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APPENDIX A OPERATIONS AND EXISTING AUTOMATION SYSTEMS The Defense Logistics Agency's (DLA) mission consists of four major business areas: materiel management, contract administration, logistics data management, and reutilization and marketing. For materiel management, the DLA operates six supply centers and six warehouses or storage depots. The six supply centers are responsible for managing related items and controlling inventory. There is a supply center for electronics (Dayton, OH), industrial supplies (Philadelphia, PA), construction materiel (Columbus, OH), general supplies (Richmond, VA), personnel (Philadelphia, PA), and fuel (Alexandria, VA). The six depots are geographically dispersed and are used to receive, store, and ship material that is needed in their region. Depots are located at Ogden, UT; large portion of contracts for the services. Less than 30 percent of the contracts it administers are its own. The contract administration activities are carried out through nine regional operations. The logistics data management functions include maintaining the federal catalog of over 4 million items, maintaining records on DOD-owned industrial plant equipment, and maintaining a central repository of R&D reports. Defense reutilization and marketing handles property reutilization and disposal including hazardous materiels. Each of these business areas employs and depends on automated information systems for the fulfillment of its mission. The following identifies the major systems that are presently used for each of the four business areas. These systems were developed and implemented during the 1960s and 1970s with no overall functional framework or architecture. They are predominately batch systems built on the technology available at that time. They are mainly stand-alone systems. Mechanicsburg, PA;~Memphis, TN; Columbus, OH; Richmond, VA; and Tracy, CA. The DLA administers its own contracts and a 51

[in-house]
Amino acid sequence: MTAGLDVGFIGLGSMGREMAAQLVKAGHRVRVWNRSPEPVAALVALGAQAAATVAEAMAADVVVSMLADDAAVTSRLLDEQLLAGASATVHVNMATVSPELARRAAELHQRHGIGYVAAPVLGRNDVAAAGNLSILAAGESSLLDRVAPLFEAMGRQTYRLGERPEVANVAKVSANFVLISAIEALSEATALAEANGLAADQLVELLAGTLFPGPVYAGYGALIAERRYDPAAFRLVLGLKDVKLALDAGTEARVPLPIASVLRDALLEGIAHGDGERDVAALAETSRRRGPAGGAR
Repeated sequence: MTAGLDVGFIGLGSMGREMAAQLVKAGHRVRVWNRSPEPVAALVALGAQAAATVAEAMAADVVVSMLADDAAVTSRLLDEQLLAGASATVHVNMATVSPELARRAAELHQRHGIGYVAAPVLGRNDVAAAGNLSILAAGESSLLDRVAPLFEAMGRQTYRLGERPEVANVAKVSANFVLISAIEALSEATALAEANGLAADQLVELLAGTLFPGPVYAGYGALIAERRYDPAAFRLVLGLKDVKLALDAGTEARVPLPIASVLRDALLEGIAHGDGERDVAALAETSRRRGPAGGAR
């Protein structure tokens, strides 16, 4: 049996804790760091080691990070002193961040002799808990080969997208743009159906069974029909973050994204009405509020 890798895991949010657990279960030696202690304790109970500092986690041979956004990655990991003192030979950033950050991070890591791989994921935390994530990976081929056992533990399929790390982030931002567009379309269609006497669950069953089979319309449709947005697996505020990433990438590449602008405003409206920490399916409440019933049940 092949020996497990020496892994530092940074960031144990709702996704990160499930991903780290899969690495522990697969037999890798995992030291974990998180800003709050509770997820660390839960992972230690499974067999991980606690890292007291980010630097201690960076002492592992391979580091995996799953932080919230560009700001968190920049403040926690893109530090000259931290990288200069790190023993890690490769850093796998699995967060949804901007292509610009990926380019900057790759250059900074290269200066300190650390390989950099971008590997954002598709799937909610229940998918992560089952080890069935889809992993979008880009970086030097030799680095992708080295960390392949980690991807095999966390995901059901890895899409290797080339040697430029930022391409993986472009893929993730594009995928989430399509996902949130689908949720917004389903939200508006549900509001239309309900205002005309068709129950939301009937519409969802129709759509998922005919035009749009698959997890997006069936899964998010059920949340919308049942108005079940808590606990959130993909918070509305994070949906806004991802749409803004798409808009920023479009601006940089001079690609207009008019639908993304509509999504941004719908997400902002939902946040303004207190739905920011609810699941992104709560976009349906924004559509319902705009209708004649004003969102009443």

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52 MATERIEL MANAGEMENT Standard Automated Material Management System (SAMMS) Supports the inventory management functions at a supply center. SAMMS provides on-line inquiry and update, including some real-time interface with other on-line systems, but primarily uses batch processing modes. SAMMS functions include distribution, requirements, supply control, financial management, accounting and billing, procurement and production, and technical cataloging. Defense Integrated Subsistence Management System (DISMS) Supports worldwide perishable/semiperishable subsistence items for troop issue and stocked nonperishable commissary resale. The system includes distribution, requirements, procurement subsystems, financial inventory, funds control, and billing functions. Defense Fuel Automated Management System (DFAMS) Supports the worldwide purchase, sales, distribution, and management of bulk petroleum for the federal government. Mechanization of Warehousing and Shipping Processing (MOWASP) Supports the storage depot functions. It automates receipts, storage and issue, physical inventory, and transportation. DLA Standard Warehousing and Shipping Automated System (DWASP) Supports depot operations using newer technologies such as barcoding. This includes receipts, storage, issues, physical inventory, shipment, and transportation. Automated Warehousing System (AWAKES) Supports the warehousing operations at the defense depot in Richmond, Virginia. Integrated Materiel Complex (IMC) Supports the warehousing operations of the defense depot in Mechanicsburg, Pennsylvania, that uses computer-controlled materiel handling equipment.